As travel opens up after a long shutdown, opportunities for domestic travel abound, from day trips to multi-day tours. Traveling solo lets you go where you want and when you want. There’s no night owl vs. lark wakeup time issues, and no tagging along while someone else indulges interests that leave you cold.
Sometimes traveling with a friend or partner narrows your trip, since you often end up talking just to each other.
Drink in some Fun
For free local day trips, look on Meetup for walking or biking groups in your area, including 50+ groups. For wine country day trips, Napa Valley Wine Tours offers tours that visit three wineries by van or coach, with pick-up and dropoff service in San Francisco. Or meet in Napa to tour four wineries on a replica of an 1890s San Francisco cable car on the Wine Trolley.
“For solo travelers, the Wine Trolley is a great way to meet people. Generally by the end of the day riders are chatting and laughing like they’ve known each other for years,” says Janette Maack of Visit Napa Valley. “We also have a pre-planned itinerary for solo travel for inspiration.”
Learning on the road
If you prefer multi-day tours with your age group, Road Scholar tours are for people 50+ only. Options range from National Parks, to walking in Vermont to healing in Sedona. (There are many health benefits to communing with nature.) It recommends some specifically for solo travelers. Its roommate-matching option on many tours is a great way to meet people (and perhaps find a future simpatico travel companion). Some tours have no single-room supplement.
“Our group leaders encourage people to sit with new people at mealtime, so by the end of the week everyone knows each other. We also have ice-breakers, where we ask past guests to talk about their favorite experience with us. Those end up being great conversation starters,” says Christopher Heppner of Road Scholar, noting about 25% of guests travel solo. “So people can stay in touch afterward and share photos, we have online discussion boards.”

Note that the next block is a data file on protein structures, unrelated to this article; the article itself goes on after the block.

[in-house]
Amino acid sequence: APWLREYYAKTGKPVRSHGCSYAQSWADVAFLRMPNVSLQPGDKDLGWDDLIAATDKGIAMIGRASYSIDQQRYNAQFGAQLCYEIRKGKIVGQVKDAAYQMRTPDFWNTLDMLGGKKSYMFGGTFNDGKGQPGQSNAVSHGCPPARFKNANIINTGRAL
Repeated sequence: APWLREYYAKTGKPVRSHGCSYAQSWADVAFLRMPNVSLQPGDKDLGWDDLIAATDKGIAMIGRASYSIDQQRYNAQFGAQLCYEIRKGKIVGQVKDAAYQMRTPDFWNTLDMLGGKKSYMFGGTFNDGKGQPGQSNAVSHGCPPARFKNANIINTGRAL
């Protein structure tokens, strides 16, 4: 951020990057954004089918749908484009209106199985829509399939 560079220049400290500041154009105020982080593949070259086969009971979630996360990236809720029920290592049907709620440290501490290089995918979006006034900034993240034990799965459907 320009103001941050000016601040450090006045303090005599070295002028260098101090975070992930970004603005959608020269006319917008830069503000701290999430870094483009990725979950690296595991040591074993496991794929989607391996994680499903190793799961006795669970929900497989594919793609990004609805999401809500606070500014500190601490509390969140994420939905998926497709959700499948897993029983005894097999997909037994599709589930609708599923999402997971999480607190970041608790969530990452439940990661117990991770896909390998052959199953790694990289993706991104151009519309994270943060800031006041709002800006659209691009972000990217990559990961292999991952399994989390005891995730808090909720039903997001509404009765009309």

For Women Only
Beth Santos, founder of Wanderful, a women-only travel community with 50 chapters worldwide, suggests picking your lodgings carefully and connecting with locals. “Where you sleep can be just as important as where you travel when traveling solo. A hostel can be a way to make travel buddies; often, they plan tours and outings for guests. Many hostels aren’t just for college kids but welcome seniors and families!”
Members of varied ages meet at Wanderful’s supper and brunch clubs plus monthly chapter meetings, but it also has an online group for women 60+. Its Global Hosting Network pairs members with locals who can host in their homes or show you around.
“Sometimes just having a meal is the thing you don’t want to do by yourself,” she adds. “That’s why I love how you can connect with other travelers and locals over a home-cooked meal on platforms like Traveling Spoon and EatWith. “I’ve heard of people who have planned their entire trips around what and when they’ll be eating!”
On Traveling Spoon, you book a private meal or cooking class in someone’s home, after searching by city, food type and date. You see descriptions and photos of the food, host and home (e.g. apartment high-rise, house, garden), read the menu and pay in advance. EatWith is a dinner-party experience: your meal or cooking class is with a group (not just the host or family).
Go solo and get social tips
For a rewarding solo travel experience:
- Talk to people. At group meals, table-hop to meet different folks. Mingle!
- Pick trips based on your interests and comfort level. Read activity levels (stairs, miles, steepness) carefully.
- Research your destination, from top places for local food to public transit. “You don’t have to have every detail hammered out, but the more you know in advance, the more you can make the most of your experience and relax,” says Heppner. Plus, it’s more fun.
- Group tours vary greatly. Look at the amount of free time if you enjoy making discoveries on your own, meals covered, group size, average age and guest reviews.
Photo by Tommaso Pecchioli on Unsplash